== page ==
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University Hall 5022
(205) 934-4250

Research and Teaching Interests: Romanticism, electronic text, poetics & prosody, bibliography

Office Hours: By appointment


  • B.A., Dartmouth College, English
  • M.A., University of Illinois, English
  • Ph.D., University of Illinois, English

The central project that has dominated my professional life is an exploration of form and significance. Just how is it that we find such joy and beauty and meaning in the sounds of, say, a Beethoven sonata or a Miles Davis solo or an Emily Dickinson lyric? When we get to the end of a well-crafted poem or novel, what causes that satisfying sense of closure? How do text and image and sound combine to produce a truly cohesive and illuminating website design?

My own approach to such questions began in music — I played jazz through most of my college days, and studied classical guitar in London for a couple of years after my undergraduate years. Then in grad school at Illinois, I started reading the Romantics — Blake and Coleridge, Wordsworth and Shelley — and discovered that these writers were exploring exactly the same issues, only their "music" was poetry, and they were working in a wider context that included an appreciation for nature as well as a concern for the origins of social and political thought.

Since then I have been reading and writing and thinking about poetry and music, web design, bibliography and archival research, mark-up languages, and just about anything else that has bearing on the meaning, value, and significance of literary language.

  • Recent Courses
    • Reading, Writing and Research
    • Nature Writing
    • British Romanticism
    • "English Now!" — a capstone on the discipline of English in a digital age
    • Prosody, Poetics, and Close Reading
    • Bibliography and Research Methods
    • Major Authors: Byron
  • Select Publications

    Book Chapters

    • “Private Visions/Public Responsibilities: The Alastor Volume,” in A Brighter Morn: The Shelley Circle's Utopian Project, Darby Lewes. Lanham, ed. (Lexington Books, 2003): 63-80.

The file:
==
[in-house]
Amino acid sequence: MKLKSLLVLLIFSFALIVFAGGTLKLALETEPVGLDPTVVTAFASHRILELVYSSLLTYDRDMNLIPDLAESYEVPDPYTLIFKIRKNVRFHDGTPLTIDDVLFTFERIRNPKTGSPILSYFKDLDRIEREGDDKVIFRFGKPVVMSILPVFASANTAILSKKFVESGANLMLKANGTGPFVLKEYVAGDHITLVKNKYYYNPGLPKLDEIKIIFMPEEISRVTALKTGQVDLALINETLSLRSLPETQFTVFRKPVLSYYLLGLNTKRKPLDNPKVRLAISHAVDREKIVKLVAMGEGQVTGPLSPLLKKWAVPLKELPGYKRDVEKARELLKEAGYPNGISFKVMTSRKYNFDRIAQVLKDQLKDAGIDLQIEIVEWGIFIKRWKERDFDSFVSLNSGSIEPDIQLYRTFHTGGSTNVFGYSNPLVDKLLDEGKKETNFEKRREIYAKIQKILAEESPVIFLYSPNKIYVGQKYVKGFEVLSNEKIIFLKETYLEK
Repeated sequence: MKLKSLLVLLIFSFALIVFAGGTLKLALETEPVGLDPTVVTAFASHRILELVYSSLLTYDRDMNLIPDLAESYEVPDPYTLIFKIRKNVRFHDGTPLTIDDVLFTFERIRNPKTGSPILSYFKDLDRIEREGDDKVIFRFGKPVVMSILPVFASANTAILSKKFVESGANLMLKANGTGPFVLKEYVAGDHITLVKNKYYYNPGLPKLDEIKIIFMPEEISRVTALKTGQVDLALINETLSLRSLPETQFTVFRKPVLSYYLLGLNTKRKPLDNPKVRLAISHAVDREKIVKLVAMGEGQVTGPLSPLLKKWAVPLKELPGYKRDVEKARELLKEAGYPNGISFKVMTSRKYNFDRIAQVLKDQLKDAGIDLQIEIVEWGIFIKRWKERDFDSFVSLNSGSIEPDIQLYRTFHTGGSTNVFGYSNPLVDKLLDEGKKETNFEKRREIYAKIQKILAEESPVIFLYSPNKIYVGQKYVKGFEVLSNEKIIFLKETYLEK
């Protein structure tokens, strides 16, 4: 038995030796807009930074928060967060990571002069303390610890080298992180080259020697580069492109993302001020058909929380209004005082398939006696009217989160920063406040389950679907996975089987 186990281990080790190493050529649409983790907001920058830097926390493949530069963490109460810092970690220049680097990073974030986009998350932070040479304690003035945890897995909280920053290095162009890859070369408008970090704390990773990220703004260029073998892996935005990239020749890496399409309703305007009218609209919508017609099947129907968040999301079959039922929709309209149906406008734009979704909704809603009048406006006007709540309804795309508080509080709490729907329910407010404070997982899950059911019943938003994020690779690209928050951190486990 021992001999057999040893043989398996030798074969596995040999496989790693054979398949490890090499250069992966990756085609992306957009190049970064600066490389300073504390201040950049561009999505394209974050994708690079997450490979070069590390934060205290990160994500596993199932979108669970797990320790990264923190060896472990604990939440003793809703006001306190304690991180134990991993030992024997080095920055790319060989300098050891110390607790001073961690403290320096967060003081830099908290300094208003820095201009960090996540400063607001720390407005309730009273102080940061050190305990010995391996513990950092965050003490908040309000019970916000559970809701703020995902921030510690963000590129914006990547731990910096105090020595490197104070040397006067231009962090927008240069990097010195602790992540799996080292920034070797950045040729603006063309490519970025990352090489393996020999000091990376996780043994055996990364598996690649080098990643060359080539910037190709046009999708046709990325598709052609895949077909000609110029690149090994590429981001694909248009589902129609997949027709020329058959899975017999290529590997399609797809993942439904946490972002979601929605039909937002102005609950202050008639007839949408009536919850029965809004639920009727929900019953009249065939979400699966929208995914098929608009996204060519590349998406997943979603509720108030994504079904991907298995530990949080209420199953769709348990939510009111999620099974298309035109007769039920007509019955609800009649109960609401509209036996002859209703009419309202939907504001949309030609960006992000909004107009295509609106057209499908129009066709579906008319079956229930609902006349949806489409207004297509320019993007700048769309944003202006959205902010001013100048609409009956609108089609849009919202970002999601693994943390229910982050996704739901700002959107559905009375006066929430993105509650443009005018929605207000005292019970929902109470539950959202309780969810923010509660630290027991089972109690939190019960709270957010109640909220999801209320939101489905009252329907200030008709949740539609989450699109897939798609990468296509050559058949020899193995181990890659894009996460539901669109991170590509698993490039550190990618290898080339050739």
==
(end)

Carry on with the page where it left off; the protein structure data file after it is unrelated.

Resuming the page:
• "Spreading the (Radical) Word: William Hone's Liturgical Parodies of 1817,” in Radicalism and the Threat of Revolution in Britain, 1789-1848: Essays in Honour of Malcolm Thomis, Michael T. Davis, ed. (Macmillan, 199): 143-56.

    Articles and Other Works

    • “Before the Trials: William Hone and the Rise of the Watchdog Press.” English Studies: A Journal of English Language and Literature, August 2022. DOI: 10.1080/0013838X.2022.2116197.
    • "Antiquarian Polyphony: William Hone’s Transformation in/of the 1820s." forthcoming 2023, Wordsworth Circle.
    • "'Fit Audience though Few': Physical Fitness in the Early Nineteenth Century." Romanticism 19 (2013): 261-72.
    • The William Hone BioText (a biography, bibliography, and e-text archive).
    • Romanticism@UAB (blog).
    • "Daniel Defoe, William Hone, and The Right Divine of Kings to Govern Wrong! : A New Electronic Edition," Digital Defoe: Studies in Defoe and His Contemporaries 4.1 (2012).
    • "Queen Mab, the Law of Libel, and the Forms of Shelley's Politics," Journal of English and Germanic Philology 94 (1995): 1-18.
    • "Censorship, Violence, and Political Rhetoric: The Revolt of Islam in Its Time," Keats-Shelley Journal 43 (1994): 98-116.
    • "The Entropics of Discourse: Michael Harper's Debridement and the Myth of the Hero," Black American Literature Forum 24 (1990): 417-40.